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Any advantage to using consts?

Discussion in 'Scripts' started by greatguys1, Oct 10, 2017.

  1. greatguys1

    greatguys1 Developers

    132
    2
    Apr 20, 2013
    Yes
    Is there any particular advantage to using consts? Does it use less resources? Any neat tricks you can do with it? Is it just good practice?
     
    Last edited: Oct 10, 2017
  2. MaximusPrimus

    MaximusPrimus New Member

    8
    1
    Sep 6, 2017
    Male
    It makes you horny.
     
  3. Thothie

    Thothie Administrator Staff Member

    14,637
    12
    Apr 8, 2005
    psycho-oligist
    lost
    In scripts, Constants allow your top script to override values in the lower scripts in a fixed fashion. Thus you can have a base_script with a bunch of defaults, and said base_script can be #included in another script, but all its values can be altered by merely re-entering its Constants before the #include line. If you instead use setvards, the reverse behavior becomes the norm - the setvards in the top script will be overridden by those in the lower scripts, due to order of execution.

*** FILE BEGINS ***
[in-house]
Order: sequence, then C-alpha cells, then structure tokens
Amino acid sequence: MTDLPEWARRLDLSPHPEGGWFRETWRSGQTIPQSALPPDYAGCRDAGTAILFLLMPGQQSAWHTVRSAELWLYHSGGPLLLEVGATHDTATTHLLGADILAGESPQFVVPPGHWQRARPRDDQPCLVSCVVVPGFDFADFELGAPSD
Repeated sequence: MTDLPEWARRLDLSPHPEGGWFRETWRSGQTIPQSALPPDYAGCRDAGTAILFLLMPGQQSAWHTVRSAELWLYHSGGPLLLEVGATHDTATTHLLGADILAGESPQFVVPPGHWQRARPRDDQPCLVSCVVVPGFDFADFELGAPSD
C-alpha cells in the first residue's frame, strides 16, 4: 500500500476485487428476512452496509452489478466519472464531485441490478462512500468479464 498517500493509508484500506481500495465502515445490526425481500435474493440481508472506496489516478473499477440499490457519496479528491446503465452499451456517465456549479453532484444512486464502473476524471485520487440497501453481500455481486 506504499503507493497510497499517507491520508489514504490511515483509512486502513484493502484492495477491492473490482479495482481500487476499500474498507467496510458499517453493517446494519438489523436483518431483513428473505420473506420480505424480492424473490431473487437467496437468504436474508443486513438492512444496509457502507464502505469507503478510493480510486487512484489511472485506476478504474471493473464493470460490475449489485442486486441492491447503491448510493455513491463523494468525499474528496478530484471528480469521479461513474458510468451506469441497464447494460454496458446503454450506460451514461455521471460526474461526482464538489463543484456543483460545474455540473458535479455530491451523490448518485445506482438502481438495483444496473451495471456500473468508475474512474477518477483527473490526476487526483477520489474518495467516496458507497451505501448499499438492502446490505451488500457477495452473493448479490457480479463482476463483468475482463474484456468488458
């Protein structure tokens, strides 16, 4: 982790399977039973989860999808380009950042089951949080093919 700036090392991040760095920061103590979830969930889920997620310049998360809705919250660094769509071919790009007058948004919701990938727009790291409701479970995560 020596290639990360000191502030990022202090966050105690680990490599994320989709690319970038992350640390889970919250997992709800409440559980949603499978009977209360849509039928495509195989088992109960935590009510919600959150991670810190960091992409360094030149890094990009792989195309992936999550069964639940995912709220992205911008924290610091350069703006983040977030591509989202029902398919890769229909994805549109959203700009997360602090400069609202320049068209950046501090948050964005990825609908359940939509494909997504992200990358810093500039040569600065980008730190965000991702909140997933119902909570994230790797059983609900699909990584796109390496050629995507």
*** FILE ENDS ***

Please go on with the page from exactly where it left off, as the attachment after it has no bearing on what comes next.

For example:

    base_saysomething.script:
    Code:
    {
        const SAY_STRING "I r gonna say this"
    }
    
    { game_spawn
        saytext SAY_STRING
    }
    
    say_wow.script:
    Code:
    {
        const SAY_STRING "Wow!"
    }
    #include base_saysomething
    
    say_wow.script would say "Wow!" on spawn.

    ...but if we did that with setvards instead:

    base_saysomething.script:
    Code:
    {
        setvard SAY_STRING "I r gonna say this"
    }
    
    { game_spawn
        saytext SAY_STRING
    }
    
    say_wow.script:
    Code:
    {
        setvard SAY_STRING "Wow!"
    }
    #include base_saysomething
    
    say_wow would instead return "I r gonna say this".

    Constants are present during the pre-load phase, so you can also use them to define precaches and the like. Setvards, on the other hand, only happen at run time.

    Unlike most languages, constants don't save anything in the way of resources, but they do let you easily change any values by simply #including the script into another one or otherwise altering them. Beyond that, yes, it's just the old "good coder's practice" of always having everything declared ahead of time.
     
    greatguys1 likes this.
  4. greatguys1

    greatguys1 Developers

    132
    2
    Apr 20, 2013
    Yes
    Good info, thanks :)
     

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